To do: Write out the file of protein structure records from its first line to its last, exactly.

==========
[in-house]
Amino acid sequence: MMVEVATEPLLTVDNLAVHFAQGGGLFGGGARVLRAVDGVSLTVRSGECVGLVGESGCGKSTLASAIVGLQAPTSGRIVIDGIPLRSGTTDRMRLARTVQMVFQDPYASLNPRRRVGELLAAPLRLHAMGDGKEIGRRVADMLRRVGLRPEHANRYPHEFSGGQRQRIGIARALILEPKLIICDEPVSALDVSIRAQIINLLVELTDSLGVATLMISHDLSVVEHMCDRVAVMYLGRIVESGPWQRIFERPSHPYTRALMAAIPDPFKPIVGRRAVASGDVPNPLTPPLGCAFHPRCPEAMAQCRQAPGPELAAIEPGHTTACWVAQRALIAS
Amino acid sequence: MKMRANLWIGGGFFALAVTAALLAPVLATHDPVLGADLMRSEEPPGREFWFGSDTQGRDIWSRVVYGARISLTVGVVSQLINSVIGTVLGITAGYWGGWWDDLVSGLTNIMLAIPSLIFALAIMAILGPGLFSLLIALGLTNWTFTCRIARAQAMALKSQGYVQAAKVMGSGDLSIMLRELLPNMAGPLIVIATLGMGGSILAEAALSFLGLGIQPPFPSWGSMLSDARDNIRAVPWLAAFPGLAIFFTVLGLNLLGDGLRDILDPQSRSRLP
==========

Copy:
[in-house]
Amino acid sequence: MMVEVATEPLLTVDNLAVHFAQGGGLFGGGARVLRAVDGVSLTVRSGECVGLVGESGCGKSTLASAIVGLQAPTSGRIVIDGIPLRSGTTDRMRLARTVQMVFQDPYASLNPRRRVGELLAAPLRLHAMGDGKEIGRRVADMLRRVGLRPEHANRYPHEFSGGQRQRIGIARALILEPKLIICDEPVSALDVSIRAQIINLLVELTDSLGVATLMISHDLSVVEHMCDRVAVMYLGRIVESGPWQRIFERPSHPYTRALMAAIPDPFKPIVGRRAVASGDVPNPLTPPLGCAFHPRCPEAMAQCRQAPGPELAAIEPGHTTACWVAQRALIAS
Amino acid sequence: MKMRANLWIGGGFFALAVTAALLAPVLATHDPVLGADLMRSEEPPGREFWFGSDTQGRDIWSRVVYGARISLTVGVVSQLINSVIGTVLGITAGYWGGWWDDLVSGLTNIMLAIPSLIFALAIMAILGPGLFSLLIALGLTNWTFTCRIARAQAMALKSQGYVQAAKVMGSGDLSIMLRELLPNMAGPLIVIATLGMGGSILAEAALSFLGLGIQPPFPSWGSMLSDARDNIRAVPWLAAFPGLAIFFTVLGLNLLGDGLRDILDPQSRSRLP